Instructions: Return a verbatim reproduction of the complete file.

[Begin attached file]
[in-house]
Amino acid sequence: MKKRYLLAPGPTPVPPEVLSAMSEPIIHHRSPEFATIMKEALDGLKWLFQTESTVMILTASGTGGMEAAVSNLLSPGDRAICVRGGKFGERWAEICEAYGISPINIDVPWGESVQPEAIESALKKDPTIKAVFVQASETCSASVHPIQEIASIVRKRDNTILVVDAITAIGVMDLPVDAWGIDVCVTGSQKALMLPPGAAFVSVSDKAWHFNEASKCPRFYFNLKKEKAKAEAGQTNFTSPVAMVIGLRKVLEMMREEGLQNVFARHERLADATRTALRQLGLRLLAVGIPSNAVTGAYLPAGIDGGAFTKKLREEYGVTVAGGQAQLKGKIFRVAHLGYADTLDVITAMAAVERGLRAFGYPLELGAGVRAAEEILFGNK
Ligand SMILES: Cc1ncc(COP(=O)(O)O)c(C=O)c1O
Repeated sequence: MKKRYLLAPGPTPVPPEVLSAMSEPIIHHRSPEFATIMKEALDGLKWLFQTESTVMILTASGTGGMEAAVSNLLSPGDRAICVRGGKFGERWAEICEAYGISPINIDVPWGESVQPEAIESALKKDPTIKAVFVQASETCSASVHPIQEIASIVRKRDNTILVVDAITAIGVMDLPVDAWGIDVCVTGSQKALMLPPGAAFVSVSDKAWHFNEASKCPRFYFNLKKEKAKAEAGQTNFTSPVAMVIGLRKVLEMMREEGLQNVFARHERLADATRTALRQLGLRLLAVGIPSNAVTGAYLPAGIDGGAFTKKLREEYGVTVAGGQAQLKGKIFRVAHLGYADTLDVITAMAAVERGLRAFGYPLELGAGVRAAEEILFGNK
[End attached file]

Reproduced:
[in-house]
Amino acid sequence: MKKRYLLAPGPTPVPPEVLSAMSEPIIHHRSPEFATIMKEALDGLKWLFQTESTVMILTASGTGGMEAAVSNLLSPGDRAICVRGGKFGERWAEICEAYGISPINIDVPWGESVQPEAIESALKKDPTIKAVFVQASETCSASVHPIQEIASIVRKRDNTILVVDAITAIGVMDLPVDAWGIDVCVTGSQKALMLPPGAAFVSVSDKAWHFNEASKCPRFYFNLKKEKAKAEAGQTNFTSPVAMVIGLRKVLEMMREEGLQNVFARHERLADATRTALRQLGLRLLAVGIPSNAVTGAYLPAGIDGGAFTKKLREEYGVTVAGGQAQLKGKIFRVAHLGYADTLDVITAMAAVERGLRAFGYPLELGAGVRAAEEILFGNK
Ligand SMILES: Cc1ncc(COP(=O)(O)O)c(C=O)c1O
Repeated sequence: MKKRYLLAPGPTPVPPEVLSAMSEPIIHHRSPEFATIMKEALDGLKWLFQTESTVMILTASGTGGMEAAVSNLLSPGDRAICVRGGKFGERWAEICEAYGISPINIDVPWGESVQPEAIESALKKDPTIKAVFVQASETCSASVHPIQEIASIVRKRDNTILVVDAITAIGVMDLPVDAWGIDVCVTGSQKALMLPPGAAFVSVSDKAWHFNEASKCPRFYFNLKKEKAKAEAGQTNFTSPVAMVIGLRKVLEMMREEGLQNVFARHERLADATRTALRQLGLRLLAVGIPSNAVTGAYLPAGIDGGAFTKKLREEYGVTVAGGQAQLKGKIFRVAHLGYADTLDVITAMAAVERGLRAFGYPLELGAGVRAAEEILFGNK